Featured, Sport

16th March 2021

Gaelic Football: An Introduction

With the celebration of Saint Patrick’s Day set to take place in Liverpool this week, we profile one of the city’s lesser-known Irish influences – Gaelic football.

The sport consists of two teams of fifteen players who aim to score by kicking or punching the ball over the crossbar and between the posts (a point), or under the crossbar into the net (a goal, three points). A white flag signals a point, whilst a green flag signals a goal.

Players can carry the ball for up to four steps, after which it must be bounced or ‘solo-ed’, a keepie-uppie that is caught again. The ball cannot be bounced twice in a row. It is a contact sport where opponents can charge using their shoulders.

The game shares many similarities to the more established sports such as football and rugby. It is played on a rectangular, grass pitch, and is officiated by an on-field referee and two linesmen.

Gaelic football is governed by the Gaelic Athletic Association (GAA), a body which also oversees the other Irish sports of hurling and camogie. In sharp contrast to the British football leagues, these sports are all amateur, meaning players, coaches and staff receive no money from their participation.

The most prestigious competition is the All-Ireland Senior Championship, where county teams compete to win the Sam Maguire Cup. It has taken place annually for over 130 years, with the final being held at Croke Park in Dublin. Other venues across both Northern Ireland and the Republic of Ireland are used throughout the tournament.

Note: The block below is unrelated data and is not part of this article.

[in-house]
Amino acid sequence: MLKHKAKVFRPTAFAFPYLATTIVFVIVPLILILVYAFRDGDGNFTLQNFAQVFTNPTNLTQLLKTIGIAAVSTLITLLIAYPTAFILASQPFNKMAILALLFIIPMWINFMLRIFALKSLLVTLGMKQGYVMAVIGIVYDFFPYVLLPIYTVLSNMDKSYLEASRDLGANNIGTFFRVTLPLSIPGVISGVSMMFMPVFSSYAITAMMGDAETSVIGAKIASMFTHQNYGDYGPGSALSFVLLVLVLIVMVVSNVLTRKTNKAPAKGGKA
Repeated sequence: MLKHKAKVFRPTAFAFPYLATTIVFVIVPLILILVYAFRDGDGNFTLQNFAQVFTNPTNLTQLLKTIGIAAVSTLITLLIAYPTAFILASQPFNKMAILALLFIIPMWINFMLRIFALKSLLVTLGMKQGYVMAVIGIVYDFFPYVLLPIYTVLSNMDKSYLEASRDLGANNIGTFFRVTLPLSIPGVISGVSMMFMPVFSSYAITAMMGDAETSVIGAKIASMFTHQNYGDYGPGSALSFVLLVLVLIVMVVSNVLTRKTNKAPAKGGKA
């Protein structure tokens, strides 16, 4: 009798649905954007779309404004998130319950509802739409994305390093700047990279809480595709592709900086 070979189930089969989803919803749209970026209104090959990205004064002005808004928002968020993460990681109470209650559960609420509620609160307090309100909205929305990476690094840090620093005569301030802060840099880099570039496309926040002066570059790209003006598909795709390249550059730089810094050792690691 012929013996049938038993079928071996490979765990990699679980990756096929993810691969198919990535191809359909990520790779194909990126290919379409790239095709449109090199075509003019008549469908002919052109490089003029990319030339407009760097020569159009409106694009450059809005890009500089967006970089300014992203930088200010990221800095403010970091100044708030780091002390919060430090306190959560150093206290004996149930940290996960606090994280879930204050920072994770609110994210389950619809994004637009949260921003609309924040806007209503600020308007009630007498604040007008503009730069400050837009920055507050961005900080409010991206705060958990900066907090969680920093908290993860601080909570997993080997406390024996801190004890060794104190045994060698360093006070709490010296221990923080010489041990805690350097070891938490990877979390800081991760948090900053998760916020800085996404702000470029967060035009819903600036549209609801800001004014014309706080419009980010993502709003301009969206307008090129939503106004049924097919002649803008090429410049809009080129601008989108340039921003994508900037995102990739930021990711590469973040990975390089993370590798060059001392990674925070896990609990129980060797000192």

Kerry are most successful team in the history of the championship, taking home the trophy on 37 occasions. The reigning champions are Dublin, who defeated Mayo in the 2020 final last December and became the first team to win six titles in a row. In total, there have been nineteen different winning teams.

In Liverpool, Gaelic football is growing in popularity. The University of Liverpool started men’s and women’s teams in 2008, both of which play in leagues in the North West of England. There are Gaelic football pitches opposite the new Greenbank halls of residence on Greenbank Lane.

Two official clubs can also be found in Merseyside, John Mitchels GAA Liverpool and Liverpool Wolfe Tones GAA. Both clubs play regularly in the Wavertree area and are always looking for new players (see Facebook pages for further details).

Image Credit: Sky Sports